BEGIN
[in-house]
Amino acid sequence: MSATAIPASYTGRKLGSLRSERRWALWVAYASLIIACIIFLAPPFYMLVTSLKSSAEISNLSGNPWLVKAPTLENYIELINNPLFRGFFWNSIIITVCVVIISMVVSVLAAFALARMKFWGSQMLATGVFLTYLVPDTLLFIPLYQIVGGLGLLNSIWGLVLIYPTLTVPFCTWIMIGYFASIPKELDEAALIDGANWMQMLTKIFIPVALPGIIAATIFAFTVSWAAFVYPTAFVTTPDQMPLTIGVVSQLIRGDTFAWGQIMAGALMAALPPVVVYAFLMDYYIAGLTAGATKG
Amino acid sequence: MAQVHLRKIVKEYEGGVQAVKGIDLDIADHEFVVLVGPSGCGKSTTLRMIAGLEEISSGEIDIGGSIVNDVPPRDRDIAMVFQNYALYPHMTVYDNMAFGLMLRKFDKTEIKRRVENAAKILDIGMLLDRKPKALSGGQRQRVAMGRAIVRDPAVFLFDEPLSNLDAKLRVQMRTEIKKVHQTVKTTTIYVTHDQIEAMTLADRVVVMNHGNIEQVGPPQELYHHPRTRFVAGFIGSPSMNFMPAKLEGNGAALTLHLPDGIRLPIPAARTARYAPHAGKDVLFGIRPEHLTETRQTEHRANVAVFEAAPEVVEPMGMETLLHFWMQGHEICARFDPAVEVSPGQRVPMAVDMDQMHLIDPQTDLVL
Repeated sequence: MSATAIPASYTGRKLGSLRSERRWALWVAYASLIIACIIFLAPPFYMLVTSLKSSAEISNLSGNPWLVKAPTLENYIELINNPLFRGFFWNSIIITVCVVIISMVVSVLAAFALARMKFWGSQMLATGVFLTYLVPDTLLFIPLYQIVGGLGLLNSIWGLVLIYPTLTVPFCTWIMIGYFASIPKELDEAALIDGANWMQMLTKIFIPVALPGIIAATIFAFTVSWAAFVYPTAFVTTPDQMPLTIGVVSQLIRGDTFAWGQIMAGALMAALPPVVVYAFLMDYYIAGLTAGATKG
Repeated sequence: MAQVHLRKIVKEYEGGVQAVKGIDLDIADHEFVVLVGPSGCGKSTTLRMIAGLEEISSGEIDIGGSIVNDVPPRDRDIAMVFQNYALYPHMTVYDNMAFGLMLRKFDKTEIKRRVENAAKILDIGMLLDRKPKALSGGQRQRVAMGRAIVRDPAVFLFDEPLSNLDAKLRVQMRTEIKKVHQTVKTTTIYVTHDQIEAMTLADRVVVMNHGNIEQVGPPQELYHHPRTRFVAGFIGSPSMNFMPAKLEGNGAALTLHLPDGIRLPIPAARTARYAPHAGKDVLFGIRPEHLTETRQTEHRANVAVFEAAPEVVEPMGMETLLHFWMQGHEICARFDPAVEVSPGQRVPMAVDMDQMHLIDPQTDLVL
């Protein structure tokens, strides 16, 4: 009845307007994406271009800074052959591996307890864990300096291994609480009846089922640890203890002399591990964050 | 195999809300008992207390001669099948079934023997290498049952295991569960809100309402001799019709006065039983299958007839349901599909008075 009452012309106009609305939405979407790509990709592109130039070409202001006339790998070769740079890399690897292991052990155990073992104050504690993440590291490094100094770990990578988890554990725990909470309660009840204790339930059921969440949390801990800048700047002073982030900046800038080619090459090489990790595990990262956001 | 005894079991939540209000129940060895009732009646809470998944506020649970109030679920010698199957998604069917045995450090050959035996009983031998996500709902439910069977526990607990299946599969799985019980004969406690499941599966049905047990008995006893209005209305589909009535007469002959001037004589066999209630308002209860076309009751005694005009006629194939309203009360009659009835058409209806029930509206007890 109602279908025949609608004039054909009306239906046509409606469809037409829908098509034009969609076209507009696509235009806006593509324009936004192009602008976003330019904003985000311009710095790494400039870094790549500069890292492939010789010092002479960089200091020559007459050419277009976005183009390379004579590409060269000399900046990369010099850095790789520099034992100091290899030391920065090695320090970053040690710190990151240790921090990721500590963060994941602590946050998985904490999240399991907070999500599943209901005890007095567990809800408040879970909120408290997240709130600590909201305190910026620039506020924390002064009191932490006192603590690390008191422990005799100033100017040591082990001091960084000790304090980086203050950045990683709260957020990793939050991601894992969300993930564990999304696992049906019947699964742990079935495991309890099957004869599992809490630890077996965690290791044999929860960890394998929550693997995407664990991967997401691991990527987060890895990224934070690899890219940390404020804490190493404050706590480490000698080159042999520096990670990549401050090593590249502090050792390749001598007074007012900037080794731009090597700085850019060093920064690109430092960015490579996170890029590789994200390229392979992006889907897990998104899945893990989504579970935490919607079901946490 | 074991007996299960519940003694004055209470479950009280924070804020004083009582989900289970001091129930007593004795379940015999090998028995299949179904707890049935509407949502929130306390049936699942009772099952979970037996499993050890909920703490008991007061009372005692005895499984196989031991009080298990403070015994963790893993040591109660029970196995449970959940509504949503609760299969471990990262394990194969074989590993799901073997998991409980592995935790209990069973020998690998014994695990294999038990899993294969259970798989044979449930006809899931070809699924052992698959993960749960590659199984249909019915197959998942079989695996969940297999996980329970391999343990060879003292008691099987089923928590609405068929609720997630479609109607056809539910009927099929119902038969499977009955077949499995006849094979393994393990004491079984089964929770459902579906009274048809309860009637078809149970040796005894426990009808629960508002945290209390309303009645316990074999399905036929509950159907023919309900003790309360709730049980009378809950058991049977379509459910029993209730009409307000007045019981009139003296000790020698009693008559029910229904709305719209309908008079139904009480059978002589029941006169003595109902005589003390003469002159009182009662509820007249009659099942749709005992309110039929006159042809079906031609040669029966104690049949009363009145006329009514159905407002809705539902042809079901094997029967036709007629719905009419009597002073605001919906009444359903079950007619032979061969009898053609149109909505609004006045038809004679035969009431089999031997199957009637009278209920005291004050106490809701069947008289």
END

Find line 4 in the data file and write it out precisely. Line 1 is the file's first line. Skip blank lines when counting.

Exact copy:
Repeated sequence: MSATAIPASYTGRKLGSLRSERRWALWVAYASLIIACIIFLAPPFYMLVTSLKSSAEISNLSGNPWLVKAPTLENYIELINNPLFRGFFWNSIIITVCVVIISMVVSVLAAFALARMKFWGSQMLATGVFLTYLVPDTLLFIPLYQIVGGLGLLNSIWGLVLIYPTLTVPFCTWIMIGYFASIPKELDEAALIDGANWMQMLTKIFIPVALPGIIAATIFAFTVSWAAFVYPTAFVTTPDQMPLTIGVVSQLIRGDTFAWGQIMAGALMAALPPVVVYAFLMDYYIAGLTAGATKG